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  • Does Coffee Reduce Risk of Diabetes?

    Over the past four years, a number of epidemiological studies have found that consumption of caffeinated and decaffeinated coffee helps lower the risk of diabetes. On the other hand, trials in humans appeared to show a lowered glucose tolerance shortly after taking caffeine or caffeinated coffee — which suggested that coffee consumption might increase the risk of diabetes. What are we to think?

    Scientific Evidence Suggests that Coffee Consumption Reduces the Risk of Getting Diabetes

    In a review of 20 published epidemiological studies on the relationship between long-term coffee consumption and the risk of diabetes, 17 studies concluded that there was sound evidence that coffee consumption reduced the risk of type-2 diabetes. Only 3 did not find a protective effect, and not one said there was a deleterious effect. Interestingly, four of the 20 studies believed that there were other ingredients, not caffeine, involved in the protective effect.

    We know that coffee or caffeine helps individuals to lose weight. This is discussed in a separate article on coffee and weight loss. Knowing this relationship might lead us to suspect that it is the weight loss that causes this protective effect against diabetes. But it is not so. The weight loss effect was actually modest, and it was not enough to explain the ability of caffeine or coffee to reduce diabetes risk.

    Coffee Affects Glucose Metabolism

    The effect of coffee on diabetes risk appears to be more closely related to glucose metabolism and insulin sensitivity. You should remember that if your body is insensitive to insulin, it becomes more difficult to deliver glucose to the cells and to burn stored fat to release energy. Increased insulin sensitivity results in less insulin being needed.

    Our dilemma above may be resolved by two studies on humans that isolated the effects of caffeinated and decaffeinated coffee. One study found that drinking decaffeinated coffee for 2 weeks decreased the blood glucose levels in healthy volunteers accustomed to taking 560 milligrams (mg) caffeine a day (less than 6 cups). Another study found that volunteers who ingested caffeine showed increased plasma glucose and insulin levels more than that from ground caffeinated coffee, and, that drinking decaffeinated coffee actually resulted in decreased plasma glucose.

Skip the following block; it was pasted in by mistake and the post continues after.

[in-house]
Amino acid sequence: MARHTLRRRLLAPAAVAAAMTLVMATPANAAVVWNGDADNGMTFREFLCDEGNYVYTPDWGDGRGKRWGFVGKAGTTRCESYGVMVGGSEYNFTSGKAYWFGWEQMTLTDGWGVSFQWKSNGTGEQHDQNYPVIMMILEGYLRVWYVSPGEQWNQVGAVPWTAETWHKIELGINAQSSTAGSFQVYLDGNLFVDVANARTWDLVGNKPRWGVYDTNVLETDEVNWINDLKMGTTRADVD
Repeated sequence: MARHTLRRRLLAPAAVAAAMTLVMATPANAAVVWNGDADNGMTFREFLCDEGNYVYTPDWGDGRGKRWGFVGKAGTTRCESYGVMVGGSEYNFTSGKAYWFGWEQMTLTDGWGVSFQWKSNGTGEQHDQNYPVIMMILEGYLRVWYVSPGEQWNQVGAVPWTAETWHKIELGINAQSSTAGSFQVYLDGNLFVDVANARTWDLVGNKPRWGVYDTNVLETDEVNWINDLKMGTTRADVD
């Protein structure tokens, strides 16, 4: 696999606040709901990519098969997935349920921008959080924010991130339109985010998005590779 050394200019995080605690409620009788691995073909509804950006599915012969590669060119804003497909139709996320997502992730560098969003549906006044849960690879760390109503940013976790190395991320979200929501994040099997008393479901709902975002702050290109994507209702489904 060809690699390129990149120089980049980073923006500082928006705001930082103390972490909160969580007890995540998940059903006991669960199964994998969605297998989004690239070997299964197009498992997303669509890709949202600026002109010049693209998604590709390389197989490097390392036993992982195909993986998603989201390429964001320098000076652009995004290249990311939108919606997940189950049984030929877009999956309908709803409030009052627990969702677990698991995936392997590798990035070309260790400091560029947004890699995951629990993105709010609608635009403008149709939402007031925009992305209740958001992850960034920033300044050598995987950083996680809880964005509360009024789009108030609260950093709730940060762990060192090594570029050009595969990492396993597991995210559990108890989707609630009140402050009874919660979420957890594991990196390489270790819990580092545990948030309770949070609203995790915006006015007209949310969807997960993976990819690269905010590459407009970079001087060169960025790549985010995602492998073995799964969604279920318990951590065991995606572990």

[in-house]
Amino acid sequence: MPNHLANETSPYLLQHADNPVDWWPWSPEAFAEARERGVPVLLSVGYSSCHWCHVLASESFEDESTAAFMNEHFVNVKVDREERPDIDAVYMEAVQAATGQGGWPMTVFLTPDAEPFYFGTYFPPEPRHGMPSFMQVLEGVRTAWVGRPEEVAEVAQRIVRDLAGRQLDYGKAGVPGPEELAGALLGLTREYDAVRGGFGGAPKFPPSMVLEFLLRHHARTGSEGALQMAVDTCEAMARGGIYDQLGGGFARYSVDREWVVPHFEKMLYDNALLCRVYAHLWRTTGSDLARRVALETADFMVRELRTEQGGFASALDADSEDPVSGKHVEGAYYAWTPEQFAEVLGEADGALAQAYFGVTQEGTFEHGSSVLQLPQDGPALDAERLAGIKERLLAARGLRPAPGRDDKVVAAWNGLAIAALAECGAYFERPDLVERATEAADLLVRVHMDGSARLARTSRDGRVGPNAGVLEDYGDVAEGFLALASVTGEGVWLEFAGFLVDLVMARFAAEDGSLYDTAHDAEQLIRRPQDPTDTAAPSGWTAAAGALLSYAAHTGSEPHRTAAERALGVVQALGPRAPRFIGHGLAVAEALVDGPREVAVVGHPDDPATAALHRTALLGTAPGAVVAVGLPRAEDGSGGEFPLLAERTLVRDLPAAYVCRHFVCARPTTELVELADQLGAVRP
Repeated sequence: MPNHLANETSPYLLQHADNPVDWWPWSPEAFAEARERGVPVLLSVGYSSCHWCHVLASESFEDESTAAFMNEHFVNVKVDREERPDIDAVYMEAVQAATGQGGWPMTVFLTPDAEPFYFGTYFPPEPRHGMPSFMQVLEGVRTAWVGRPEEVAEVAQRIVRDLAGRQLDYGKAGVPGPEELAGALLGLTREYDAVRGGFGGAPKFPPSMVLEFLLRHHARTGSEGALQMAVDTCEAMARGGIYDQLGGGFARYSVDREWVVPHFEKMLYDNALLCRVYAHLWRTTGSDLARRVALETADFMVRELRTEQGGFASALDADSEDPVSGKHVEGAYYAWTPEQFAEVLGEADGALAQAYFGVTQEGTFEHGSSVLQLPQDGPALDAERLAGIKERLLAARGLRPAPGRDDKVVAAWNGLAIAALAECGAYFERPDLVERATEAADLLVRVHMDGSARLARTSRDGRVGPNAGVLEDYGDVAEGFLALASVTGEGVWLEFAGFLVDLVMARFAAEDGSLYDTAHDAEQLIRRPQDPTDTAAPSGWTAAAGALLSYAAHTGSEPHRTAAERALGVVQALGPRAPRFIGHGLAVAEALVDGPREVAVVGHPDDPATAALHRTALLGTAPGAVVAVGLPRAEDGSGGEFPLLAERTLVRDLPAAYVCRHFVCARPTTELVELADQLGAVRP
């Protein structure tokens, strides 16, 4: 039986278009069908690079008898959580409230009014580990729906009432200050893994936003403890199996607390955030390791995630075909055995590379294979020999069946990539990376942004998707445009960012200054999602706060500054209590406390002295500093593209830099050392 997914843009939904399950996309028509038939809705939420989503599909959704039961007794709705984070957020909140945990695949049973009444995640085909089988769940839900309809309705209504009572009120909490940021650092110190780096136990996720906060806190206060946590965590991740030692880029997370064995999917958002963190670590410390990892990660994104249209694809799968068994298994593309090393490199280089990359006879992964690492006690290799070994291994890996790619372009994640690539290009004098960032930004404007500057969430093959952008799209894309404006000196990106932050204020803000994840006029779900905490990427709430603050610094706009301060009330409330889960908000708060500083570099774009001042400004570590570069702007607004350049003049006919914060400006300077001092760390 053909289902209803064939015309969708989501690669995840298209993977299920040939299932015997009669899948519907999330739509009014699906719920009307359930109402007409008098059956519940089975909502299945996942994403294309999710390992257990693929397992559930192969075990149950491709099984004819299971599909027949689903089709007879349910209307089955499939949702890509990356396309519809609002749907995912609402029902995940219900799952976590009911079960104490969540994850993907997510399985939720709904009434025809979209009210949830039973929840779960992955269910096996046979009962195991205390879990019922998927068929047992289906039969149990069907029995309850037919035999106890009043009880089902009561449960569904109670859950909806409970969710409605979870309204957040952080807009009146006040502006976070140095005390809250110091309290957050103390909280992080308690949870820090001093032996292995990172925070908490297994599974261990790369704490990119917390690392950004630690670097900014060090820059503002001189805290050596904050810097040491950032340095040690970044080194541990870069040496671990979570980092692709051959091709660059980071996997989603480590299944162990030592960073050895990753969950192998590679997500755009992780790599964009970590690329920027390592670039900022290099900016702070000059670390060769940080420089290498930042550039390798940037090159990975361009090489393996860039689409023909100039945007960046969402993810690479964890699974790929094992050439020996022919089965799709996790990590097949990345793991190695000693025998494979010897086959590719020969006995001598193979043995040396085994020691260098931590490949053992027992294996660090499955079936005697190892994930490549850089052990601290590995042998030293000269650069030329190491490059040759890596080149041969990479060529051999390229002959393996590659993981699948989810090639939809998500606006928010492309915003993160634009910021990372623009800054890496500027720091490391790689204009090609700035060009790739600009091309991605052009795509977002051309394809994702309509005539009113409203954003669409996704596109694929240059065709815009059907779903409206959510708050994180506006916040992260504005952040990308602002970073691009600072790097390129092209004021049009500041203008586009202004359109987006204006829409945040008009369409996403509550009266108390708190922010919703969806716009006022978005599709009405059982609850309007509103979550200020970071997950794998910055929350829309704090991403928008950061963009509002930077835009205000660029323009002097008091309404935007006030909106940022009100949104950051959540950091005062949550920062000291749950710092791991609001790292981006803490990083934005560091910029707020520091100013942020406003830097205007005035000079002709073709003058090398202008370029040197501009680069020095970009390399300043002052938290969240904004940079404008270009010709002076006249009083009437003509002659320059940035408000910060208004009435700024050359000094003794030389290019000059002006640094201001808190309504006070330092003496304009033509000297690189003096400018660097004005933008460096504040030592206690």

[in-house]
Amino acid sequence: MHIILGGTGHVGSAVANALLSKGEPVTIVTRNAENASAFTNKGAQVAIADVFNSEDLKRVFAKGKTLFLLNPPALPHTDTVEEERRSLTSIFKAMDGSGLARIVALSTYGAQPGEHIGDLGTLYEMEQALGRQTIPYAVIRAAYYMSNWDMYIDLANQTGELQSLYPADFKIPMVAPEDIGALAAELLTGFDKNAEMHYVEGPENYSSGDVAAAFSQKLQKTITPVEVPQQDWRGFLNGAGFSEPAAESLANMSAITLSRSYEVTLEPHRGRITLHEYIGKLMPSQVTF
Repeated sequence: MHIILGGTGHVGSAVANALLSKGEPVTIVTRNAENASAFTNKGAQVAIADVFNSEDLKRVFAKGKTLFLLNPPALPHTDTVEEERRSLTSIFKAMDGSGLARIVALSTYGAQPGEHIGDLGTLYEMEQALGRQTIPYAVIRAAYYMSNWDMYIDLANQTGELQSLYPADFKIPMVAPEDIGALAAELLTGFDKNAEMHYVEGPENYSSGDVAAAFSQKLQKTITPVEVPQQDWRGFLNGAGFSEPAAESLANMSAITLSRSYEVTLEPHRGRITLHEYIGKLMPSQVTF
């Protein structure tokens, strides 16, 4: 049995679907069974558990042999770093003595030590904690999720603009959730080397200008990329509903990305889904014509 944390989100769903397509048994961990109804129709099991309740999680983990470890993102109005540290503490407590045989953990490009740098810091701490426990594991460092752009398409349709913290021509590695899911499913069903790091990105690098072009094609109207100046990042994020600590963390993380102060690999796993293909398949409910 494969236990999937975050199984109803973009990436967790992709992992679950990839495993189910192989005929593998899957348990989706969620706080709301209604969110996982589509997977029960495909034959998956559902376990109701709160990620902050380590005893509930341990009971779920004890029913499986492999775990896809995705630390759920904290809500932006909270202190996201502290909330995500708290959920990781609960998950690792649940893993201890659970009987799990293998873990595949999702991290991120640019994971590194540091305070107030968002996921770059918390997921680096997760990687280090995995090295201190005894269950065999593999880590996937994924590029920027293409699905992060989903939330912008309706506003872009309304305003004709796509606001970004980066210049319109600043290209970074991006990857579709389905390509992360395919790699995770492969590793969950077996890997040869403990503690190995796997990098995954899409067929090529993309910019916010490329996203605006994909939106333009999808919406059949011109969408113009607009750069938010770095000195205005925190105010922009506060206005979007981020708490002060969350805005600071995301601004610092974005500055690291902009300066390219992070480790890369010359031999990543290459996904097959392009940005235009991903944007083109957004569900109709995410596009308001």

It is Unlikely that Caffeine is the Active Ingredient in Coffee's Effect Against Diabetes

    The findings in these two studies indicate that some non-caffeine compounds in coffee tend to counteract the impairing action of caffeine on glucose metabolism, and thus contribute to ground coffee’s ability (if consumed regularly) to enhance glucose tolerance and insulin sensitivity. The second study results also suggest that ground decaffeinated coffee has an advantage over ground caffeinated coffee in promoting insulin sensitivity and reducing diabetes risk over the long term.

    If it is not caffeine that cuts the risk of diabetes, then there must be some other constituent of coffee that must do it. The various research studies are setting their sights on chlorogenic acids found in coffee, particularly the major type, 5-caffeoxylquinic acid. They took caffeinated and decaffeinated coffee, both containing equal amounts of chlorogenic acid and glucose. They found that chlorogenic acid regulated the rate of glucose uptake.

    Both Decaffeinated and Real Coffee Help to Prevent Diabetes

    Research on the short- and long-term effects of decaffeinated coffee and non-caffeine constituents of coffee is still in the early stages. There is early evidence that decaffeinated coffee, some non-caffeine constituents in coffee, or both, may promote glucose tolerance and insulin sensitivity better than caffeinated coffee. But more research is needed to understand the relationship some more.

    Diabetes affects approximately 12% of Americans; by year 2010, it is estimated that there will be 220 million cases of type-2 diabetes worldwide. The findings offer some hope that coffee, or some of its constituents, may one day become part of strategies to prevent or treat diabetes.

    Reference. : Greenberg et al, Coffee, diabetes, and weight control, Am J Clin Nutr 2006;84:682–93.